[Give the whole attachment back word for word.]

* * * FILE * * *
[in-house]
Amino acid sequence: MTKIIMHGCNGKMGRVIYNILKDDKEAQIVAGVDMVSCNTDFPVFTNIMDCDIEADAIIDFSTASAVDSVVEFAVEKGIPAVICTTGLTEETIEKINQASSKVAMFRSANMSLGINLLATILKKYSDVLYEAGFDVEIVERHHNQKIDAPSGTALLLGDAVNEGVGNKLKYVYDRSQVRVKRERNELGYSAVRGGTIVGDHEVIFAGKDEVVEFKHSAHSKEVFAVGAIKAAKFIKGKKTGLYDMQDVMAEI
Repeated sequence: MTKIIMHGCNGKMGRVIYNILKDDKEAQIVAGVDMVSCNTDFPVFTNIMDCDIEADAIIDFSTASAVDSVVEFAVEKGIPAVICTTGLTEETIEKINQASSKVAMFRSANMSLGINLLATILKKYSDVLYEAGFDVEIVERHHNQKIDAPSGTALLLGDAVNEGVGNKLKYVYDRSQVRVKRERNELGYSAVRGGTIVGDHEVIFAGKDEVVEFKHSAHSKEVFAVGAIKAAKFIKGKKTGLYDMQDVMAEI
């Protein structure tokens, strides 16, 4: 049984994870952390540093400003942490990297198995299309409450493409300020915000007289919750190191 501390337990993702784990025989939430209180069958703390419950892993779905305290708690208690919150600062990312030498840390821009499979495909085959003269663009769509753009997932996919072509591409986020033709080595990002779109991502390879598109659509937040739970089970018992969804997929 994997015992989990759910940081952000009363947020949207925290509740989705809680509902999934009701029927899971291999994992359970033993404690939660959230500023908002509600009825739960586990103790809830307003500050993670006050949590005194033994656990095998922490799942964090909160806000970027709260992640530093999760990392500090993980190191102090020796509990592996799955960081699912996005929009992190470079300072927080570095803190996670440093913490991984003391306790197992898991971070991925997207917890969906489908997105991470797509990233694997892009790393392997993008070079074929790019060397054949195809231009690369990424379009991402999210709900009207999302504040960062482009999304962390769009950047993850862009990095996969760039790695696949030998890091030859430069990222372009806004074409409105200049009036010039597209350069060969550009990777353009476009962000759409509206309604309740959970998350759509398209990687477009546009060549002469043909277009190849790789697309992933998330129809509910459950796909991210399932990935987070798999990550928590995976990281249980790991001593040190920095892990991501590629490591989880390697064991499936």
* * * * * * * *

[in-house]
Amino acid sequence: MTKIIMHGCNGKMGRVIYNILKDDKEAQIVAGVDMVSCNTDFPVFTNIMDCDIEADAIIDFSTASAVDSVVEFAVEKGIPAVICTTGLTEETIEKINQASSKVAMFRSANMSLGINLLATILKKYSDVLYEAGFDVEIVERHHNQKIDAPSGTALLLGDAVNEGVGNKLKYVYDRSQVRVKRERNELGYSAVRGGTIVGDHEVIFAGKDEVVEFKHSAHSKEVFAVGAIKAAKFIKGKKTGLYDMQDVMAEI
Repeated sequence: MTKIIMHGCNGKMGRVIYNILKDDKEAQIVAGVDMVSCNTDFPVFTNIMDCDIEADAIIDFSTASAVDSVVEFAVEKGIPAVICTTGLTEETIEKINQASSKVAMFRSANMSLGINLLATILKKYSDVLYEAGFDVEIVERHHNQKIDAPSGTALLLGDAVNEGVGNKLKYVYDRSQVRVKRERNELGYSAVRGGTIVGDHEVIFAGKDEVVEFKHSAHSKEVFAVGAIKAAKFIKGKKTGLYDMQDVMAEI
């Protein structure tokens, strides 16, 4: 049984994870952390540093400003942490990297198995299309409450493409300020915000007289919750190191 501390337990993702784990025989939430209180069958703390419950892993779905305290708690208690919150600062990312030498840390821009499979495909085959003269663009769509753009997932996919072509591409986020033709080595990002779109991502390879598109659509937040739970089970018992969804997929 994997015992989990759910940081952000009363947020949207925290509740989705809680509902999934009701029927899971291999994992359970033993404690939660959230500023908002509600009825739960586990103790809830307003500050993670006050949590005194033994656990095998922490799942964090909160806000970027709260992640530093999760990392500090993980190191102090020796509990592996799955960081699912996005929009992190470079300072927080570095803190996670440093913490991984003391306790197992898991971070991925997207917890969906489908997105991470797509990233694997892009790393392997993008070079074929790019060397054949195809231009690369990424379009991402999210709900009207999302504040960062482009999304962390769009950047993850862009990095996969760039790695696949030998890091030859430069990222372009806004074409409105200049009036010039597209350069060969550009990777353009476009962000759409509206309604309740959970998350759509398209990687477009546009060549002469043909277009190849790789697309992933998330129809509910459950796909991210399932990935987070798999990550928590995976990281249980790991001593040190920095892990991501590629490591989880390697064991499936």